Beware Marijuana Holiday: Stoned Drivers Pose Same Dangers As Drunken Super Bowl Revelers
Two doctors examined 25 years of data and determined the risk of a fatal crash on American roads is 12 percent higher after 4:20 p.m. on April 20, the day set aside to celebrate marijuana. The numbers are comparable to the increased risk seen on Super Bowl Sunday, and the younger the driver, the greater the risk.
Los Angeles Times:
Drivers Who Get Stoned On 4/20 Are Just As Dangerous As Drivers Who Get Drunk On Super Bowl Sunday
Here's a pro tip from a couple of doctors: Be sure to make special plans on April 20. That date, of course, is the unofficial holiday devoted to celebrating all things marijuana. (You might know it better as "4/20.") The two physicians — John Staples of the University of British Columbia and Donald Redelmeier of the University of Toronto — aren't asking that you honor marijuana's medicinal properties by experiencing them directly. Rather, they're warning you to be on alert for others who do — and then get behind the wheel while they're still under the influence. (Kaplan, 2/12)
In other news —
Can Cannabis Save Us From The Opioid Crisis?
Have California’s medical marijuana dispensaries helped ease the state’s opioid crisis? Several studies have found lower rates of opioid-related overdoses in states that have legalized marijuana for medical purposes. (Replogle, 2/12)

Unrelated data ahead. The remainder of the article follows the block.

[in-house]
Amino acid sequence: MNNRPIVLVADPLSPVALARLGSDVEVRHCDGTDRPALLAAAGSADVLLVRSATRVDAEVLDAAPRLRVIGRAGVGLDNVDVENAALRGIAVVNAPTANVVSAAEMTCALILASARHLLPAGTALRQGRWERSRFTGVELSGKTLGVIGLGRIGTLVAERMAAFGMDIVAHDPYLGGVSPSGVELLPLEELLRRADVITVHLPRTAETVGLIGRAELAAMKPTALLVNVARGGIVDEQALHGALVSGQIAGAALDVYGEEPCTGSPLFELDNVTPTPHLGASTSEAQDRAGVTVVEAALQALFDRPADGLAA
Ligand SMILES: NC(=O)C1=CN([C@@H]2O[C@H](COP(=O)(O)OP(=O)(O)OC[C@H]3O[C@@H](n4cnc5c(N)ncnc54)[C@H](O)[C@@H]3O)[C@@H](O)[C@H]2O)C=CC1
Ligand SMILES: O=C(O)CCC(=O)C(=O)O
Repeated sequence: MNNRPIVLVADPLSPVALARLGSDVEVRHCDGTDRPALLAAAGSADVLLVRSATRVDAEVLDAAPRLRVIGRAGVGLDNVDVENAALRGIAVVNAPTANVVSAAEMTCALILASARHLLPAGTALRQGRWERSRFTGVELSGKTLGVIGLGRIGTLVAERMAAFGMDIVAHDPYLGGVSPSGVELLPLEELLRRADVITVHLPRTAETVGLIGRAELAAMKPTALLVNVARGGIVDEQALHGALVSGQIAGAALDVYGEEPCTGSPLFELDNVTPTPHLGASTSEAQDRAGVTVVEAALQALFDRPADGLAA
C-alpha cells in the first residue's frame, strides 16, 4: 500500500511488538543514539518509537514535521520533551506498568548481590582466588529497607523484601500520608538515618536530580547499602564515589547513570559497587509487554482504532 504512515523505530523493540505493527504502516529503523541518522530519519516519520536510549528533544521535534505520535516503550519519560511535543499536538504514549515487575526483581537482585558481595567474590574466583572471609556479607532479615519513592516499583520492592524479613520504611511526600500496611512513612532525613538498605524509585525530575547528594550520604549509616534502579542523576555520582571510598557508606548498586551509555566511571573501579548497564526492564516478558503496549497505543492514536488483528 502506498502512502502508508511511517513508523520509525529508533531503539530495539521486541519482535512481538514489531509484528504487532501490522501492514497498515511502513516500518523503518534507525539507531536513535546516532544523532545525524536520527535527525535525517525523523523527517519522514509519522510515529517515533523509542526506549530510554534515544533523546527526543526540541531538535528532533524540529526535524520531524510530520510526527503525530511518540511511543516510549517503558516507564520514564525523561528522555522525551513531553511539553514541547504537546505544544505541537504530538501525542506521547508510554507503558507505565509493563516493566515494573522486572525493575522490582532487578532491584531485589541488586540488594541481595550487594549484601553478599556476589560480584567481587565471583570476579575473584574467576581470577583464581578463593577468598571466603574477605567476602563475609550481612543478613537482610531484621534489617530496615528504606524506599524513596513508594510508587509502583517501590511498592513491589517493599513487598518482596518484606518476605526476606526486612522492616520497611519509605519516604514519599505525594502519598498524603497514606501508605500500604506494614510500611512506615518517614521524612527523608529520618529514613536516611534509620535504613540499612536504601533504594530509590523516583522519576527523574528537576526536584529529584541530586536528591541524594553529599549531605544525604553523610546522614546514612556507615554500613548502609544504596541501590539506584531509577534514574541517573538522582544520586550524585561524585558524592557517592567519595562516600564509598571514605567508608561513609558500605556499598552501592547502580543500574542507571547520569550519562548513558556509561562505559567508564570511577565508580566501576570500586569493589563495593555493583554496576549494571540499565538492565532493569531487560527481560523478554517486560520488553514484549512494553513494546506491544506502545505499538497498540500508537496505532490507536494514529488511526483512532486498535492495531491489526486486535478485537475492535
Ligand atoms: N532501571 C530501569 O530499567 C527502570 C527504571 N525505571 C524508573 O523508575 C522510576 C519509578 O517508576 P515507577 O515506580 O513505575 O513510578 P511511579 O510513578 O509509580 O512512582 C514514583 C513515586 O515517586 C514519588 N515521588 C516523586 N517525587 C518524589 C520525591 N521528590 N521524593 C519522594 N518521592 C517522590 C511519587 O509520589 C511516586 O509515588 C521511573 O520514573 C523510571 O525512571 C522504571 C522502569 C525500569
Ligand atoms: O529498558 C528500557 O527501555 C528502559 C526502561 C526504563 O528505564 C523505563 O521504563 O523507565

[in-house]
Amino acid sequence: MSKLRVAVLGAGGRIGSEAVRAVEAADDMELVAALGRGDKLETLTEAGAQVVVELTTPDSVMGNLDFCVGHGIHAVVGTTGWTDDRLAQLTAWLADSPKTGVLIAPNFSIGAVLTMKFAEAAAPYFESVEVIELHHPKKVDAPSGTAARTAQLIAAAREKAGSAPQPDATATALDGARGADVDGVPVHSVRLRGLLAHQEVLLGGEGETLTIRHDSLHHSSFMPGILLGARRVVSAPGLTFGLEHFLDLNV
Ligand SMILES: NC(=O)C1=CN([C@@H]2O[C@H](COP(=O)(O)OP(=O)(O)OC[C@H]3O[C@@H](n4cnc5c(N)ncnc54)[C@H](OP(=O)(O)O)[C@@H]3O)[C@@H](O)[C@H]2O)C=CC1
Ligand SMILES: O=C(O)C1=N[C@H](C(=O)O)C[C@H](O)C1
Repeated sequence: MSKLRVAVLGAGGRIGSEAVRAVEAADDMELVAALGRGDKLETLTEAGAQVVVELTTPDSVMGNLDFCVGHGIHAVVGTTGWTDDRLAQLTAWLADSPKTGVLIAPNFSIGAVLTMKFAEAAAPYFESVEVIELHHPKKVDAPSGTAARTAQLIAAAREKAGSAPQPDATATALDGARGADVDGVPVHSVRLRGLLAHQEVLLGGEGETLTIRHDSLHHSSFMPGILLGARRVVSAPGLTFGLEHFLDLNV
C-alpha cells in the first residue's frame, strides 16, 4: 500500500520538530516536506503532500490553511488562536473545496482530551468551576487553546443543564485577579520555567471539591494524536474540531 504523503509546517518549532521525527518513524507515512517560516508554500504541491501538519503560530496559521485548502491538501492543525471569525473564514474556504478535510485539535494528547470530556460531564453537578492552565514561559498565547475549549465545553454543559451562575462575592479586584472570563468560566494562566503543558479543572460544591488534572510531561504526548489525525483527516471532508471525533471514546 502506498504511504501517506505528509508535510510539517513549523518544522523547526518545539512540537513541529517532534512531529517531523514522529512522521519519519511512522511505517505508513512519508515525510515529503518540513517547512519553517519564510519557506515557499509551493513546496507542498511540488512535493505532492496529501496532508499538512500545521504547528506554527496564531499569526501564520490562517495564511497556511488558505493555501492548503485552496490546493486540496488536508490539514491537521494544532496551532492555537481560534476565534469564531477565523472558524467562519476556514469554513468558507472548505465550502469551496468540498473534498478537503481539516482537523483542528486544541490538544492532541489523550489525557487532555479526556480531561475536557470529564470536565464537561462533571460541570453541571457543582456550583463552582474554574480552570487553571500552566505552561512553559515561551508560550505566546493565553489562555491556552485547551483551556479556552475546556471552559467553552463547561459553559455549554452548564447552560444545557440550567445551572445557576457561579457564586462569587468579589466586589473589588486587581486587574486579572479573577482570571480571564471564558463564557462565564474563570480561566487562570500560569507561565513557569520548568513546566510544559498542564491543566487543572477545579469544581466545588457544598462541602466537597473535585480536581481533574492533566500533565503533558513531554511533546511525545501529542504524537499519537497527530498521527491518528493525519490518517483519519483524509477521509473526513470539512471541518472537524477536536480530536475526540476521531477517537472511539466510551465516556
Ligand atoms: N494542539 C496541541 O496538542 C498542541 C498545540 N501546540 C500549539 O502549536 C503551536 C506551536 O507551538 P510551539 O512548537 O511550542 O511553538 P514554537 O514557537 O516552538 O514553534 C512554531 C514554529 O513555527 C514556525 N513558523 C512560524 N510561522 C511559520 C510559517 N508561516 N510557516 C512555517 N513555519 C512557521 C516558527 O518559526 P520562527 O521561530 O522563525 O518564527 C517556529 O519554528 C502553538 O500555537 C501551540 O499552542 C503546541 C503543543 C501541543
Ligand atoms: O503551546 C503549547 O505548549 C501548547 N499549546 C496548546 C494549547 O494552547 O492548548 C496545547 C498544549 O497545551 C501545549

California Has Legal Marijuana - Just Not Many Places To Legally Smoke It
When California voters 15 months ago passed Proposition 64 – formally known as the Adult Use of Marijuana Act – it didn’t create a lot of options for where people 21 and over can legally consume pot. ...While there is no statewide registry of lounges, people in the cannabis industry say they know only of a cluster in the Bay Area – eight in San Francisco and one in Oakland. (Branan, 2/12)
San Jose Mercury News:
Why California's Cannabis Taxes Are Much More Than Wine And Beer, But Less Than Cigarettes
While marijuana taxes stand alone in the world of so-called “sin taxes” because they vary among cities and counties, an analysis by this news organization found the cumulative tax on legal weed is more than triple the tax on wine and beer, which is typically about a dime on the dollar. For cigarettes, on the other hand, the total tax rate is more than 80 percent. (Krieger, 2/12)